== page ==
Cancer patients undergoing major oncologic surgery may decrease their risks of deep venous thrombosis(DVT) and Pulmonary Embolism(PE) by using an epidural for pain management. In a recent article published in JAMA Surgery(Previously Archives of Surgery) titled Thromboprophylaxis and Major Oncologic Surgery Performed With Epidural Anesthesiathe surgical oncologists at Cedars Sinai note that in their retrospective analysis of their prospective database that their patients who underwent epidural anesthesia without chemical prophylaxis had similar rates of DVT to those that had chemical prohpylaxis.
The author states that a previous review of 26 randomized controlled trials in surgical cancer patients yielded a DVT rate of 35.2% in those without any prophylaxis, 12.7% in those with chemical prophylaxis alone, and 5% with chemical and mechanical prophylaxis. They then reviewed 119 patients of theirs that had an epidural and no chemoprophylaxis but did have mechanical prophylaxis and early ambulation, and noted that their asymptomatic screening ultrasounds had detected a 6.7% DVT rate and that only 0.8% had above knee thrombosis. Of note some of these patients did receive chemical prophylaxis after the epidural was discontinued.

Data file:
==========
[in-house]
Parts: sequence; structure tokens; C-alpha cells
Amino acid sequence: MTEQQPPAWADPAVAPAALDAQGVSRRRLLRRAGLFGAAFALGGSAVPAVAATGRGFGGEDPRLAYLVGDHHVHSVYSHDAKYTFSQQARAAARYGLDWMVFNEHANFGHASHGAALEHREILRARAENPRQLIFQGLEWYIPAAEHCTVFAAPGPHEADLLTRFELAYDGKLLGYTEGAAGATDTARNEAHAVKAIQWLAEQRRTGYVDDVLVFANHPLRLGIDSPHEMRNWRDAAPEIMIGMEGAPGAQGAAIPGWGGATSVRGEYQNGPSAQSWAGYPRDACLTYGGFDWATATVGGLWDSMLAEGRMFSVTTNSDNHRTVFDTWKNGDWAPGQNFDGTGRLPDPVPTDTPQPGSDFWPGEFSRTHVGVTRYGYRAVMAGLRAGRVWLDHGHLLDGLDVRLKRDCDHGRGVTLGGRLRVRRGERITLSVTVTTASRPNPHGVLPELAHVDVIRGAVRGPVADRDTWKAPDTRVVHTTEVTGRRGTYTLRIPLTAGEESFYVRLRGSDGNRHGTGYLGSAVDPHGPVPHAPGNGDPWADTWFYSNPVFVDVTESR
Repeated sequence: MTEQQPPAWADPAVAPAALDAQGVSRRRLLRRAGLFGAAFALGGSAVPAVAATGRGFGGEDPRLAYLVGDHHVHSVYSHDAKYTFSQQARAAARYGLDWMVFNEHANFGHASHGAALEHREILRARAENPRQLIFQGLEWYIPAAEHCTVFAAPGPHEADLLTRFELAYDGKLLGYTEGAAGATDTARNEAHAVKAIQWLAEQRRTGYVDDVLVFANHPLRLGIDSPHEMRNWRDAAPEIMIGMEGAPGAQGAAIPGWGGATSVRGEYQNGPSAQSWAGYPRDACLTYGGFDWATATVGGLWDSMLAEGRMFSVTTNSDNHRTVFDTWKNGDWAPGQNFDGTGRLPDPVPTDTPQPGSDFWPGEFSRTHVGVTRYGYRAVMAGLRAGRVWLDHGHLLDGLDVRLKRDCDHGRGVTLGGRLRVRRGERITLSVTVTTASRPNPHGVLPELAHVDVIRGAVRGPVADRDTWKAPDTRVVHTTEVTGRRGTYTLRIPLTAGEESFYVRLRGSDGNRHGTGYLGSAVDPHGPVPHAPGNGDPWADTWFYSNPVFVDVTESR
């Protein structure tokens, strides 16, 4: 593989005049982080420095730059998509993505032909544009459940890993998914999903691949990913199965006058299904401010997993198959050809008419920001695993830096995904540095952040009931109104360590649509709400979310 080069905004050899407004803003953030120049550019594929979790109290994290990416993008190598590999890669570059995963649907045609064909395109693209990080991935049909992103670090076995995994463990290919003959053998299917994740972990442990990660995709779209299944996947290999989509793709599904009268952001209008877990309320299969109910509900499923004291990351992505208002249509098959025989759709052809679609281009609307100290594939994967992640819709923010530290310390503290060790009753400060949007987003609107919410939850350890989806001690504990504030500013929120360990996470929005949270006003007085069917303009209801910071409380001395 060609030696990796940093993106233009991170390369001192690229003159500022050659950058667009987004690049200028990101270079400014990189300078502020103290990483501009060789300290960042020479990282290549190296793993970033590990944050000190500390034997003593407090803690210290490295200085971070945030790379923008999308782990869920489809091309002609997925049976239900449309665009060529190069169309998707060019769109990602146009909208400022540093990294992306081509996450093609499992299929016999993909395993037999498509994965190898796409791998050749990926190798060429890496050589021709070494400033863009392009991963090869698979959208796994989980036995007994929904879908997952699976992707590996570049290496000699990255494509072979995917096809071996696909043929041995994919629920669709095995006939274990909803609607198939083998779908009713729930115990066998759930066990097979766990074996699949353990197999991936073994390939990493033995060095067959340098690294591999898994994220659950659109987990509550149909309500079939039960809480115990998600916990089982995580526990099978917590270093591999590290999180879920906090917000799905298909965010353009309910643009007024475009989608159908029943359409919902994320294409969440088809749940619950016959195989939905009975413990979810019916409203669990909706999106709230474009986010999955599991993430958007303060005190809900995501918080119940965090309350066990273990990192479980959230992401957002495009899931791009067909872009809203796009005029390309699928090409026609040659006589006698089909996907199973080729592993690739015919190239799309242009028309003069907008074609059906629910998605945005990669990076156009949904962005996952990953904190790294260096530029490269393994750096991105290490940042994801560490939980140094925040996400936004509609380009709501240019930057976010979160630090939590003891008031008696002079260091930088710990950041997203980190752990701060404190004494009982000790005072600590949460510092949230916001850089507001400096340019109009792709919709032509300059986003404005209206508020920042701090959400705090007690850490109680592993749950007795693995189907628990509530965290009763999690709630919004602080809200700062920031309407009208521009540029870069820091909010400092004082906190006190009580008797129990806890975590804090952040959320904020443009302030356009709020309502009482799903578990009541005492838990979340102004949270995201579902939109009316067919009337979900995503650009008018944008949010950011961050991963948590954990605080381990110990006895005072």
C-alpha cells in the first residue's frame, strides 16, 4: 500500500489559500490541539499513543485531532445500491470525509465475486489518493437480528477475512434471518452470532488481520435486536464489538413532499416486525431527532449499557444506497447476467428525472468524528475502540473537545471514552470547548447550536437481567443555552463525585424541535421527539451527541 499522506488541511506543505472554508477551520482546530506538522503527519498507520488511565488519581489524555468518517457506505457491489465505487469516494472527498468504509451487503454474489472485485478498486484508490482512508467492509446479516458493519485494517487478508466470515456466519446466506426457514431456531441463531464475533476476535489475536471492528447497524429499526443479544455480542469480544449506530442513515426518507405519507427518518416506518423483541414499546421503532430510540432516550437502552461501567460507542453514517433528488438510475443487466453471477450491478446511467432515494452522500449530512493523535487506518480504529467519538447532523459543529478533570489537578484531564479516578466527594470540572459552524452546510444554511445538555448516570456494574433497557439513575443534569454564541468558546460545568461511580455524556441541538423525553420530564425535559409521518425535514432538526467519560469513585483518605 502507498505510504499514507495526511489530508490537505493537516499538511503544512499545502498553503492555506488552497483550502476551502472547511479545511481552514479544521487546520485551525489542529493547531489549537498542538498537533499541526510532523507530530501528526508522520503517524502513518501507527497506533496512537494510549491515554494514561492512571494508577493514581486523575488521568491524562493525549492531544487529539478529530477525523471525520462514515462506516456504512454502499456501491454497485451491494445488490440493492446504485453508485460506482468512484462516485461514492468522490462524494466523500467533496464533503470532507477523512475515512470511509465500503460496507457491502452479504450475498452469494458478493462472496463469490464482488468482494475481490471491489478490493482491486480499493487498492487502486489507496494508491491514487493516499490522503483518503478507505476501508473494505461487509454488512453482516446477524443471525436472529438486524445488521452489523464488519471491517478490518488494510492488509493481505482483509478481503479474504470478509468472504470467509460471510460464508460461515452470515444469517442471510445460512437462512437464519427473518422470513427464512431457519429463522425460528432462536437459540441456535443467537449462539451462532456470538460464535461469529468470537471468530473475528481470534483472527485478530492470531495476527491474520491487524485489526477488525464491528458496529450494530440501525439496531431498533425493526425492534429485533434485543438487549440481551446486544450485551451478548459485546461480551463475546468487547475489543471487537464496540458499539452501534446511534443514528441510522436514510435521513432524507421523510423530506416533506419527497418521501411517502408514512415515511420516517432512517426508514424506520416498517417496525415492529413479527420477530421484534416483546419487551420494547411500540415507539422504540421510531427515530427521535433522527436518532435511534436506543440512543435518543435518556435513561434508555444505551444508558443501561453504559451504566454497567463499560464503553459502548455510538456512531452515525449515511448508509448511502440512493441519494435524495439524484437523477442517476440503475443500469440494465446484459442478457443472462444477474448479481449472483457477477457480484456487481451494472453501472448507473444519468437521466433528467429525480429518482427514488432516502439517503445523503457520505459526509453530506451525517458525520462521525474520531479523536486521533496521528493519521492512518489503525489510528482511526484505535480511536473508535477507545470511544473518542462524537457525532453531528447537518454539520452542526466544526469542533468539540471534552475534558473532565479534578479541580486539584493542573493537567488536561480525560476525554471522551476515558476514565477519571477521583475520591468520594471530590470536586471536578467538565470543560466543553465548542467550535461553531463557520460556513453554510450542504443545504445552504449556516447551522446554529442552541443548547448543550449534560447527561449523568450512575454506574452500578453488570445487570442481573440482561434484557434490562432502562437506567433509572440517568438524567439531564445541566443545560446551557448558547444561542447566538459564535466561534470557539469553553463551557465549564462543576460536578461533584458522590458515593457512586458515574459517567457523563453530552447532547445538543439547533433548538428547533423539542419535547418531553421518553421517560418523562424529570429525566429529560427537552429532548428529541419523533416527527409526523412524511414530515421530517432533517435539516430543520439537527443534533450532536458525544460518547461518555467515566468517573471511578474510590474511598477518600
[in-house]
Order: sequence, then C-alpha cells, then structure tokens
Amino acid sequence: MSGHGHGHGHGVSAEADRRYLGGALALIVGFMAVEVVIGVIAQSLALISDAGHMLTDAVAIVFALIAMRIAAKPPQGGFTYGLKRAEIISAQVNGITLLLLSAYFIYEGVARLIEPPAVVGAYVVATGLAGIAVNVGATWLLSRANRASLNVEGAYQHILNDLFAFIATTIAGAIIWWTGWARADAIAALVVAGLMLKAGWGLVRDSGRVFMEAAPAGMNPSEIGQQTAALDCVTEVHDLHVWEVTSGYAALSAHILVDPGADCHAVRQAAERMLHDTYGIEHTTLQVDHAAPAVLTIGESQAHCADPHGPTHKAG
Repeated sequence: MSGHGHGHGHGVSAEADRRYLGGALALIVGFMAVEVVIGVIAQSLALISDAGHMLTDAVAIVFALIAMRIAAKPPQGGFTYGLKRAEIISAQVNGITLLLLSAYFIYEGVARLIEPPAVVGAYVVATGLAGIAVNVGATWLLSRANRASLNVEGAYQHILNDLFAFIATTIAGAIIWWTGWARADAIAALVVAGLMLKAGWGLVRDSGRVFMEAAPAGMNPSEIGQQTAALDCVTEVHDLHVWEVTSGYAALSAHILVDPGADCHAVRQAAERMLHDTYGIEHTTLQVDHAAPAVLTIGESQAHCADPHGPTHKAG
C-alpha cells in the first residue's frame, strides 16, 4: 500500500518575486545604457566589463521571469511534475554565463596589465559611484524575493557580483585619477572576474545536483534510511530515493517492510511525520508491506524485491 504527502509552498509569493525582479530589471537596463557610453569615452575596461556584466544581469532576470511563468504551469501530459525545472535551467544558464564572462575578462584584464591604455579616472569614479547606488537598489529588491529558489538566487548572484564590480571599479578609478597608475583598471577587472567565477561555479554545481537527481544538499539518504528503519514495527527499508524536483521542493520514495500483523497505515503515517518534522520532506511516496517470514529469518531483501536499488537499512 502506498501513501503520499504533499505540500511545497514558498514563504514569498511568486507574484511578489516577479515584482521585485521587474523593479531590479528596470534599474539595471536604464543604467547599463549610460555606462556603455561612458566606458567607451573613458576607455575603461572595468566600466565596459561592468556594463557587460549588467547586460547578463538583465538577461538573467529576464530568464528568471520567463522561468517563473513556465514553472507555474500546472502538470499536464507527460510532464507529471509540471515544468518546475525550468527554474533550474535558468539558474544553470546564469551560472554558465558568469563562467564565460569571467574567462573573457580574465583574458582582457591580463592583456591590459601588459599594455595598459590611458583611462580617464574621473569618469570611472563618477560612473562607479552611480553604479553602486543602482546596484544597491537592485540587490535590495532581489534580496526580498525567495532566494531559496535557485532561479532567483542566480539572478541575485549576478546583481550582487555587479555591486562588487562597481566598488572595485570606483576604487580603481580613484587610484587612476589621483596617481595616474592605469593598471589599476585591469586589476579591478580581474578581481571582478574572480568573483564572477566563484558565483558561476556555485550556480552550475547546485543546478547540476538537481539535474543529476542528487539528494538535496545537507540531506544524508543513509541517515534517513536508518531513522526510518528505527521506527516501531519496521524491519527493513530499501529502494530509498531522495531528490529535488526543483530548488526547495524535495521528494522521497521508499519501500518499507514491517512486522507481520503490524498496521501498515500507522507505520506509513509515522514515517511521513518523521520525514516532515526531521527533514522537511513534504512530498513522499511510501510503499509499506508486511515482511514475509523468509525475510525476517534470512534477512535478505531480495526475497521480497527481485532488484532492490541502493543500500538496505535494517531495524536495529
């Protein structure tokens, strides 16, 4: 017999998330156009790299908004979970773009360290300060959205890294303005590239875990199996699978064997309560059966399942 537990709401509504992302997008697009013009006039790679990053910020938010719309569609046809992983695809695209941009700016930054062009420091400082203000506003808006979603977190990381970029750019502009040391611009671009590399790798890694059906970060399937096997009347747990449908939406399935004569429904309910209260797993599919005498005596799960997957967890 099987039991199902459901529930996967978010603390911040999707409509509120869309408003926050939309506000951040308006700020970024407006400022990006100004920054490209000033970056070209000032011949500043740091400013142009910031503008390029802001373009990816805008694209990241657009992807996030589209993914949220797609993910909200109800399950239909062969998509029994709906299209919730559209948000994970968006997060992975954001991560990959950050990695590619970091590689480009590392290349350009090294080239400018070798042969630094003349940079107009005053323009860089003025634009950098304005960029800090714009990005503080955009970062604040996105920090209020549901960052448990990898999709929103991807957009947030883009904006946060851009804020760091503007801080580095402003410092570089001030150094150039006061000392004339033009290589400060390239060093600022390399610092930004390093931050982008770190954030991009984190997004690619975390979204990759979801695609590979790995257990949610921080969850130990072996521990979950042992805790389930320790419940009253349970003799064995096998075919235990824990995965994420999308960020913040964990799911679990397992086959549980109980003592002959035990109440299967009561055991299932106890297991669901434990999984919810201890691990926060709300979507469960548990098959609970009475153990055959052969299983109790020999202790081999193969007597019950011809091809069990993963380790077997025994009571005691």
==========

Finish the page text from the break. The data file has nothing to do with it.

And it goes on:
I was previously unaware that spinal anesthetics had demonstrated decreased DVTs and would have expected these results only because of better pain control resulting in better and earlier ambulation. The article cites several articles from orthopedic literature that demonstrate decreased thrombotic events with spinal anesthesia as well. Some of the theories of the mechanism for this include decreased sympathetic response with epidural anesthesia resulting in improved lower extremity blood flow and cite that sympathetic stimulation alters levels of coagulation factors resulting in increased Factor VIII, inhibited fibrinolysis, decreased antithrombin III, and increased platelet aggregation. Apparently the systemic absorption of local anesthetics can act as a anticoagulant.
Take away message for me: There may be some evidence that we can be less aggressive in chemical prophylaxis in patient with epidural anesthesia.
Once open surgery is dead and it’s all NOTES, and IR interventions, we will have this as our open surgery simulator! I want to get my FOS(Fundamentals of Open Surgery) pin to go along with my FLS(Fundamentals of Laparoscopic Surgery) pin.